Marital Unity For The Family

Mrs. America renders two blows in Episode Five. Not only did the episode attack Phyllis Schlafly’s character, it also thwarted the tradition of marriage. 

Within the episode, marriage is already on the defense when Fred Schlafly is having his photo taken. The photographer wants Phyllis in the photo, but she declines. Standing aside, her hand is seen tipping the scales on Fred’s desk, signifying marriage’s imbalance.  

The Fasteaus’ marriage is painted as a perfect unit, but it too is having its struggles as Brenda engages in a lesbian affair. Unlike the traditional marriage of Phyllis and Fred, this type of “experimenting” is painted as being acceptable. Their predicament calls for the audience’s empathy because Brenda is just not sure who she is.

This is preposterous. Hollywood is portraying traditional marriage as a lopsided trap. They imply that a monogamous marriage between man and woman stifles the dreams of the ensnared spouses. Such nonsense is a lie, but it promotes Hollywood’s homosexual agenda.

Homosexuality is liberating and is free of difficulty in Hollywood’s eyes. What Hollywood fails to realize is that a traditional marriage liberates each individual through personal sacrifice. Sacrifice demands placing the good of another before oneself. When each side enacts this, both individuals are cared for and free to act as a unit. This unity allows for the ultimate sacrifice–a lifelong commitment to raise children together. Children thrive in a home with a mother and father. One man and one woman both provide essential elements in raising a child biologically, mentally, and emotionally. Homosexual unions limit children’s development in these fundamental areas.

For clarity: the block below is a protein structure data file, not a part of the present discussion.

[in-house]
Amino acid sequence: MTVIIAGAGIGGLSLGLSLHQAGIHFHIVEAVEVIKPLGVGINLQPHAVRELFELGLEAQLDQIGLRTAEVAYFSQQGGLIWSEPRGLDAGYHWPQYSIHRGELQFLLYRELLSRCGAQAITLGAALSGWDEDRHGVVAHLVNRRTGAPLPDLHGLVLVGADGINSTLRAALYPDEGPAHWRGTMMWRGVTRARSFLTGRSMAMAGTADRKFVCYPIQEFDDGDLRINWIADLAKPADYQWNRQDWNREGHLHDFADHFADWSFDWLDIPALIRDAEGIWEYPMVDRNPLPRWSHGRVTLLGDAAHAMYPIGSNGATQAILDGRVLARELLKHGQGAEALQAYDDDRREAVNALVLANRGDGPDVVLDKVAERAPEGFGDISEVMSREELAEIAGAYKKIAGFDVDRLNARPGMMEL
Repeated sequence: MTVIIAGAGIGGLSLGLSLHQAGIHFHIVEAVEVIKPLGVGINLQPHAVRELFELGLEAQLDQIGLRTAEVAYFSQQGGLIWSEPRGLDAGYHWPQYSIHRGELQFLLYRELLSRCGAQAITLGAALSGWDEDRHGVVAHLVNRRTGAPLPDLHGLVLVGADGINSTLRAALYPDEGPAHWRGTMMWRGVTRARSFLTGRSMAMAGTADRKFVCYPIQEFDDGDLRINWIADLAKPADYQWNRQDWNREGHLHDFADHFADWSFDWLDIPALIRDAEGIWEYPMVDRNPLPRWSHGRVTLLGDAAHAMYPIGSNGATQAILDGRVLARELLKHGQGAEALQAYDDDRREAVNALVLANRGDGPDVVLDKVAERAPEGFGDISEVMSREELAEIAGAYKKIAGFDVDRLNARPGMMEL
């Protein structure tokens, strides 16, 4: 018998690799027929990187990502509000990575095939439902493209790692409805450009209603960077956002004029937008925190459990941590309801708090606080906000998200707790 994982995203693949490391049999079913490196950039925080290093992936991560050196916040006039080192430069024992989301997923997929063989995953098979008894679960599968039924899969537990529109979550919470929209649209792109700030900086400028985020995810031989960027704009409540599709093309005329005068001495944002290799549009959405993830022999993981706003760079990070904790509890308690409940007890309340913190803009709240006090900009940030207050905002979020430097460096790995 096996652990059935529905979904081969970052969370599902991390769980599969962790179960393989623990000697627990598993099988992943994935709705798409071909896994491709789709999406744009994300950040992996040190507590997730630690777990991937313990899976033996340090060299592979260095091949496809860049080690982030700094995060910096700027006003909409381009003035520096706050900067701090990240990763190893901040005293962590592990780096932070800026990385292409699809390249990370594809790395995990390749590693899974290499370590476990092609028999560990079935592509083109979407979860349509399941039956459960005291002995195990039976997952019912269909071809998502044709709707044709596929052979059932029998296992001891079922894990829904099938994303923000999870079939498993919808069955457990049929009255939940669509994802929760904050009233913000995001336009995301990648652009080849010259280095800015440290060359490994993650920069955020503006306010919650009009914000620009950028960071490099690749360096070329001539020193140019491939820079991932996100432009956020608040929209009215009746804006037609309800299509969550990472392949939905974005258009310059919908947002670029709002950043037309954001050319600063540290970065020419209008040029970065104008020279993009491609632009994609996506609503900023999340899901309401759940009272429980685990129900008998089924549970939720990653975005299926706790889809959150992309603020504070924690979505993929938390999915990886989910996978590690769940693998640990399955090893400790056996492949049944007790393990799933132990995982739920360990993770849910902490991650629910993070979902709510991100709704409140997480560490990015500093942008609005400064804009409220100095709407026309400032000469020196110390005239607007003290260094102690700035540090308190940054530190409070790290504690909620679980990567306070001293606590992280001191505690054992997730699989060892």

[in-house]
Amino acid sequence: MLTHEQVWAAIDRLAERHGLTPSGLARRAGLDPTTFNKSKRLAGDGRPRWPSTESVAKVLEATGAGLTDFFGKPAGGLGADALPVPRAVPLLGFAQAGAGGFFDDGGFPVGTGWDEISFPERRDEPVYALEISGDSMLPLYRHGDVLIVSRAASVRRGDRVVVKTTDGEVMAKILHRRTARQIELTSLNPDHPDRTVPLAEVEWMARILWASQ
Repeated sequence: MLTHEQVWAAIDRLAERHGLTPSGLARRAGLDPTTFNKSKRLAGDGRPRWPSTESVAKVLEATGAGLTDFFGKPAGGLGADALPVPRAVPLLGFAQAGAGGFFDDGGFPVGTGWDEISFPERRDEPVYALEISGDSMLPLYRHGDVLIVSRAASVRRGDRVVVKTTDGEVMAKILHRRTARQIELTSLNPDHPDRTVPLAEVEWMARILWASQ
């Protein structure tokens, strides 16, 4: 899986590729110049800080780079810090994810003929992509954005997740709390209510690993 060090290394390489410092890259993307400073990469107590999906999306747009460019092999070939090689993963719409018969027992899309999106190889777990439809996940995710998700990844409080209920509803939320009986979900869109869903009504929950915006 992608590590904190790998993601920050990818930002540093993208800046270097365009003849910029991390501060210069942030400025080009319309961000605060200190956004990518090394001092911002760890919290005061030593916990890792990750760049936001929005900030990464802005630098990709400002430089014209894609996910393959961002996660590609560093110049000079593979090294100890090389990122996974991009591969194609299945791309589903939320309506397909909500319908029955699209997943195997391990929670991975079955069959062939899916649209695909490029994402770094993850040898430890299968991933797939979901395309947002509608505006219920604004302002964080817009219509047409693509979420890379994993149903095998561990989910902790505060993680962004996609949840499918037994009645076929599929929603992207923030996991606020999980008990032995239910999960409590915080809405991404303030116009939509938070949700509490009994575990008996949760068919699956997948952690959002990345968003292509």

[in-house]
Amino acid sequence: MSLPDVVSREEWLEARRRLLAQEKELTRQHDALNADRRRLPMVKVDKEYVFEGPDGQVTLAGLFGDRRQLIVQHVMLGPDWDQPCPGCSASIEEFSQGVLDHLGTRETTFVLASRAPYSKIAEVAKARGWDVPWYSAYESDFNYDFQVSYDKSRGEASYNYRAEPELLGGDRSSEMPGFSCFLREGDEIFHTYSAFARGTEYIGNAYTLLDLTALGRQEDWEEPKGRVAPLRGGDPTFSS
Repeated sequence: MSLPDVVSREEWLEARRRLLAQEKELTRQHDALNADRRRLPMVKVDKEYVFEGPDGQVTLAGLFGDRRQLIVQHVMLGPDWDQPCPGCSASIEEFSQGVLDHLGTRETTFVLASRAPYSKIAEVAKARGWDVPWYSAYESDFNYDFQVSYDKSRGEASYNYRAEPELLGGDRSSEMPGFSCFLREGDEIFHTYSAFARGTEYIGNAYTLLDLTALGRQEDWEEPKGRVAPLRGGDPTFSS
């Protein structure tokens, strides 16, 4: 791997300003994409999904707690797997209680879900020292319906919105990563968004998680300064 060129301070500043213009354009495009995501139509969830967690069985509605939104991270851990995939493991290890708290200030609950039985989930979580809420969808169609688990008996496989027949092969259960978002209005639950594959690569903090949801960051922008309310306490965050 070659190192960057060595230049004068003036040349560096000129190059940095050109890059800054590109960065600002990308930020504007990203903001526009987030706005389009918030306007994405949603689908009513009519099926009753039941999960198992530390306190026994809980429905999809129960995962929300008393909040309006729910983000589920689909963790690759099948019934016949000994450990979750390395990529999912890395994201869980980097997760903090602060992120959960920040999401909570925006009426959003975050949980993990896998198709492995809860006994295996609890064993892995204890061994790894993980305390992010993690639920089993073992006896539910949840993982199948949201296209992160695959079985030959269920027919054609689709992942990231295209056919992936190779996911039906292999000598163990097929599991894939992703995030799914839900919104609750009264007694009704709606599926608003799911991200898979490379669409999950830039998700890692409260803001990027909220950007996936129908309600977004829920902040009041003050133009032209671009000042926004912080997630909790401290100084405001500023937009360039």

The real Phyllis and Fred’s marriage exemplified self-sacrifice and teamwork. To save face, Hollywood portrays it as a perfervid union distressed by Phyllis’s new work. On the other hand, the Feigen-Fasteau couple is imagined to be the “dream couple.”

Hollywood is highlighting the “plight” of traditional marriage to appeal to the audience’s pathos. At the time of the debate, the Schlaflys had been married thirty-five years. The Schlaflys demonstrated that marriage is not based solely on emotions. It is a union that demands the self-sacrificing love of each individual for the good of one another and the family. Phyllis’s beliefs superseded bare emotional appeal, encompassing emotion, logic, and credibility all infused with spirituality.